This past weekend a friend and I went to see Wonder Woman. Yes, we contributed to the $100,000,000 box office sales. No, we did not think the acting was great–but who goes to superhero films for the acting? And, yes, the action was lit.

The movie was something else too. Wonder Woman follows the legacy of American comics as a piece of social commentary. The American superhero films present a discussion on our challenging world. Beyond the appeal of the sculpted face of Gal Gadot or the comedy of Chris Pine's performance, was the social work of director Patty Jenkins and the American Superhero industry. For years, now, we've seen Marvel and DC Comics project onto the world intense action scenes, bad–absent The Dark Knight–performances, and social commentary. While we notice the social commentary of these films in general and Wonder Woman in particular, we should ask ourselves: "What is the social commentary?"

If you're like most of us Black millennials who are invested in the problem of race and racism in this country and power and psychology throughout the world, then you won't get caught up in the beautiful lead actors or the exaggerated fight scenes between Olympic Gods. You may ask–wonder, even–if the message delivered in Wonder Woman is good or bad, right or wrong. I asked myself this a few times at the end of the film and I began to think the message is somewhat bad and somewhat wrong.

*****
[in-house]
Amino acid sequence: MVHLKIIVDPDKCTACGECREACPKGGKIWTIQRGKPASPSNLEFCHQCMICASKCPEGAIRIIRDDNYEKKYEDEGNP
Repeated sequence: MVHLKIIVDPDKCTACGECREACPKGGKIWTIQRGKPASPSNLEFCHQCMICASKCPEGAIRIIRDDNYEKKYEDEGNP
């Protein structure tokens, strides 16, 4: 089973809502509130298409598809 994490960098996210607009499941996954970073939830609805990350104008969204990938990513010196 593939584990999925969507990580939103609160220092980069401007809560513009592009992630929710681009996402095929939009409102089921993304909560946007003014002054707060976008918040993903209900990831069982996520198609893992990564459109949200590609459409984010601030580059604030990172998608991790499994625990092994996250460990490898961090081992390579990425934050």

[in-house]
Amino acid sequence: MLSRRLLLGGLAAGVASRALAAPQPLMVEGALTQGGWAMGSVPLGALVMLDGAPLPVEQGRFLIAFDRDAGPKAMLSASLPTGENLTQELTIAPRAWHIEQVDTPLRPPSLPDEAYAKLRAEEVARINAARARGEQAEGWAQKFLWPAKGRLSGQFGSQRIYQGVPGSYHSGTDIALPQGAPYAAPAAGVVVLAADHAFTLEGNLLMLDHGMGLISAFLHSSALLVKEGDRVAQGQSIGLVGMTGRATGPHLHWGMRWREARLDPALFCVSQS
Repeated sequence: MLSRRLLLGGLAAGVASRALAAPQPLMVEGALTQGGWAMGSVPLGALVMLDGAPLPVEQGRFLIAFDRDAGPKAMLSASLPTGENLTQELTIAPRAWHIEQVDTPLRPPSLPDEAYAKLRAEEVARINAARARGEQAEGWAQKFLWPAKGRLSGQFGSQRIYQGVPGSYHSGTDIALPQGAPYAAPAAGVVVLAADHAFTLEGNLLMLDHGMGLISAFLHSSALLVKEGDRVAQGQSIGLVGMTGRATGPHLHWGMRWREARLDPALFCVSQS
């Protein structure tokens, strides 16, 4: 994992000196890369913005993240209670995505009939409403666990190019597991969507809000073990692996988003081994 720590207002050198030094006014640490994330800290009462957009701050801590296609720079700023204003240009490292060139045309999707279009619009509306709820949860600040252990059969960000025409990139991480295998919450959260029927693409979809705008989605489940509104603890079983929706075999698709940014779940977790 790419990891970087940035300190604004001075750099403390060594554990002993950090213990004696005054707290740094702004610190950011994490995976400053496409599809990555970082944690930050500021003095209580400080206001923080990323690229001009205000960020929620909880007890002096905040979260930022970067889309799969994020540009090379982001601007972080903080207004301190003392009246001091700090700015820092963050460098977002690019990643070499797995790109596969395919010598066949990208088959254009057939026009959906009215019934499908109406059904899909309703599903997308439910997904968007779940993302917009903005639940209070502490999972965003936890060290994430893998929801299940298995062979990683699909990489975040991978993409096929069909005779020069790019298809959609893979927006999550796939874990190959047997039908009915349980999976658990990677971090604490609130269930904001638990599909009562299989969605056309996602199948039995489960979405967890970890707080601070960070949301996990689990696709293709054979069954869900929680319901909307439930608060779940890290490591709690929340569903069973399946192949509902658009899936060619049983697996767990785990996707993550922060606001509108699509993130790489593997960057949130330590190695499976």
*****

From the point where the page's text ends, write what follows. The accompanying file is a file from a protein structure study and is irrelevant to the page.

Wonder Woman pushes the idea that social change is exclusively driven by extraordinary people. You have Woman Woman (an Olympian), Steve Trevor (a crafty spy), Charlie (an excellent marksman), Sameer (an amazing con man and polyglot), and a Native Regiment Solider that doubles as a tracker. These folks are not normal people. They have their issues like most of us, but they are presented in such an extraordinary way that we forget they're not regular degular smegulars. Here comes the intrinsic problem of the film: where are the regular degular smegulars?

The film presents an obstacle in the American political imagination, which suggests that Rev. Dr. King, Pres. Obama, Angela Davis, and Assata Shakur, to name a few of my favorites, were an extraordinary league of people fighting oppression. If we believe that–that social change is ushered by great people, then we are forgetting the thousands of people who engaged the political and social word in the background. We remiss those who labor in the dark. Some of which, Auntie Fannie Lou Hammer included, are at the back of our minds and away from our memories. This obstacle, as presented by Wonder Woman, signals something else.

If only the really good people can be agents of social change then what about the rest of us? What about the school teacher? The pastor? The football coach? The art student? The mailman? The two guys going to see a superhero film? What is our role, the extraordinary and ordinary citizen, in the republic?

Enjoy the film!